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Thursday, May 11, 2006

Art[iculate]

55. Palestine-Kamal Bulata
"Revolution" by Kamal Boullata

The reason I'm so passionate about art is not because it's beautiful, because I strongly believe that art doesn't necessarily have to be beautiful. The reason also isn't because art inspires me, nor is it because art is an expression of human creativity. I'm passionate about art because I see the story of civilization in art.

Does that make me a smart ass? Or does it mean that I am anxious to find a deeper identity? Maybe it's because it helped me formulate myself, or perhaps I find relief from frustration in the one thing that stands as proof of my ideals. I don't know. I can't explain.

I should sit down once and try to articulate these thoughts. At the moment though, I'm anxious to express these feelings, but I find myself incapable in my current state of mind, so I will quote from a book about Kamal Boullata, a contemporary Palestinian artist:


"Behind this passion for geometry lies the tradition of icon painting which forged the beginnings of his artistic training, a tradition that has maintained a venerable continuity between Byzantinium and the Arab Islamic civilizations of the Middle East. Indeed, a correspondence necessarily manifests itself through this common heritage, where the contemporary artist leaves a trace of the secret of his initiation, of his voyage to the distant past.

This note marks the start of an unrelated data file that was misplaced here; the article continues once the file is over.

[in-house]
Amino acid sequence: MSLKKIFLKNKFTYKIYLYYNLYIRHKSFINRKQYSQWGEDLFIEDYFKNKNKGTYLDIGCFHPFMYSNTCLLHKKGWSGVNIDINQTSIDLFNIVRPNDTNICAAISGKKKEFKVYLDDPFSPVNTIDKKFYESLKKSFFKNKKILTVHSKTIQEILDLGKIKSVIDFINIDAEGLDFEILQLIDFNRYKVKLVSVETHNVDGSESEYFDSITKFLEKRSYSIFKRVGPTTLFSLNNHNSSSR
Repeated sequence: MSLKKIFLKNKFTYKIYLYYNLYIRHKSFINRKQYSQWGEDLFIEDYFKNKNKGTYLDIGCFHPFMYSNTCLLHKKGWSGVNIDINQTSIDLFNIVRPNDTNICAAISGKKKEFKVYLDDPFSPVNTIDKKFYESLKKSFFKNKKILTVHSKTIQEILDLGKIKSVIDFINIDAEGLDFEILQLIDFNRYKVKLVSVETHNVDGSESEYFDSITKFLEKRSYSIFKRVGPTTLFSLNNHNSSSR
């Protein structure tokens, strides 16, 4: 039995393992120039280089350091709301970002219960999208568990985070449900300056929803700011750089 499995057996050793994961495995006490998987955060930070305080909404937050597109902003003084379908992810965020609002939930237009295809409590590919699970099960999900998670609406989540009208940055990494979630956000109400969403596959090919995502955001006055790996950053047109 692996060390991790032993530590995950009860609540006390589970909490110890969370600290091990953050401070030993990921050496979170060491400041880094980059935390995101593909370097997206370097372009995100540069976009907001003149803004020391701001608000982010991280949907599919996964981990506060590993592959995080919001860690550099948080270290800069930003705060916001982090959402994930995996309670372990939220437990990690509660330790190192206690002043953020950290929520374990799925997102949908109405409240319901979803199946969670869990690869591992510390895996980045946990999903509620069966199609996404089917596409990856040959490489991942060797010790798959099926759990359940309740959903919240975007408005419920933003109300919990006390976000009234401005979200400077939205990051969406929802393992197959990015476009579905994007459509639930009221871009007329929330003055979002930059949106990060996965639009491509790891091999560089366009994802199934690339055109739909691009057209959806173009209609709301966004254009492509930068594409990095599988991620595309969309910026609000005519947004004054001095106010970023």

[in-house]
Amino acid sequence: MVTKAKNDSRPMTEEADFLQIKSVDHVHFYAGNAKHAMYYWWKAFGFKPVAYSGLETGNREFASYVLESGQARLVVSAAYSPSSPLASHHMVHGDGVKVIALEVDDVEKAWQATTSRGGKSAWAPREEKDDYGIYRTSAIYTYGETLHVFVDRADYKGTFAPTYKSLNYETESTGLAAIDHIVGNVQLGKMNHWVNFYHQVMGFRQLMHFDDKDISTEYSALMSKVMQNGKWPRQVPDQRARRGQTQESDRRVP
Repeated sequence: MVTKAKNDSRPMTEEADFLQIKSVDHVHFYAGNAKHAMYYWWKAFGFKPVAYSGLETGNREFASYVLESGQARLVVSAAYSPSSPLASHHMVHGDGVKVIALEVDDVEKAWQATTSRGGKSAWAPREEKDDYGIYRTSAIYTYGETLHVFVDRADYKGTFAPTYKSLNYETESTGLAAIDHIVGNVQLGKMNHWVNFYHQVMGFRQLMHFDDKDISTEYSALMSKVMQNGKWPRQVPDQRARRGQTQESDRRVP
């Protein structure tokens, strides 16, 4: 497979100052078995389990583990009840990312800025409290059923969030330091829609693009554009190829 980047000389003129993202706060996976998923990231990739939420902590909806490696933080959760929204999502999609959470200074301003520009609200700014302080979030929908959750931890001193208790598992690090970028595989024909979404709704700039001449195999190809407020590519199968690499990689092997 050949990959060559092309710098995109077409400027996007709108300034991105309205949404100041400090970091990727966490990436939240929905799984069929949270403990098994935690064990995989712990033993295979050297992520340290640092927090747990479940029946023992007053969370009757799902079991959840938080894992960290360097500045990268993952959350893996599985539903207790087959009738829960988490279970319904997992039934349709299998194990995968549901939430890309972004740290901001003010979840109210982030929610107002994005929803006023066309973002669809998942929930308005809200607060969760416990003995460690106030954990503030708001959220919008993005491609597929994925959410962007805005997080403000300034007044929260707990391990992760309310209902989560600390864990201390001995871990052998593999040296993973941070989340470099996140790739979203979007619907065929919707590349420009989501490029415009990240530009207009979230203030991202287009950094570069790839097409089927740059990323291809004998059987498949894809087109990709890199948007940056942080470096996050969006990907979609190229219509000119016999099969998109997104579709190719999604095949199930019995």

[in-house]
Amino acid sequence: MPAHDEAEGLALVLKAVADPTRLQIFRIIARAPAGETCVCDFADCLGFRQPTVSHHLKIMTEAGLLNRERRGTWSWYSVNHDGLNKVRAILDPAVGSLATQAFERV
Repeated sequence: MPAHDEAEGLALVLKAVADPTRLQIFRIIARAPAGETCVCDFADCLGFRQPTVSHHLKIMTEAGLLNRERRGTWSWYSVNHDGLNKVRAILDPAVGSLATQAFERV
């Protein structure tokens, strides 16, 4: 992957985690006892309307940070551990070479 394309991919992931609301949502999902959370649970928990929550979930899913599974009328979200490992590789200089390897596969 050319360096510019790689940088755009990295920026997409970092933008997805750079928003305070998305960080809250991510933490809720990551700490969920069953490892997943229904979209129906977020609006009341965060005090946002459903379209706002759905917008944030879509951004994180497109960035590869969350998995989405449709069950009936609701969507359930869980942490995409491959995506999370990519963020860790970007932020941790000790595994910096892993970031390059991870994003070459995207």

"Centuries ago the same language of geometry was employed in my culture of origin". In a brightly colored acrylic work titled "Jacob's Ladder," Boullata uses color and geometry to reflect the architecture, tilework and light of Palestine, and uses the title of the piece to evoke the three monotheistic religions."


Does that make sense? Is it possible to relate the above excerpt to what I said?
During this time of intolerance and inability to celebrate diversity, art is the only satisfaction that allows me to freely indulge in the continuity of civilizations in the part of the world that my being stems from.

By combining Byzantinium with Arabo-Islamic influencs, Boullata celebrates what most of us forget.

We need a revolution of thought.

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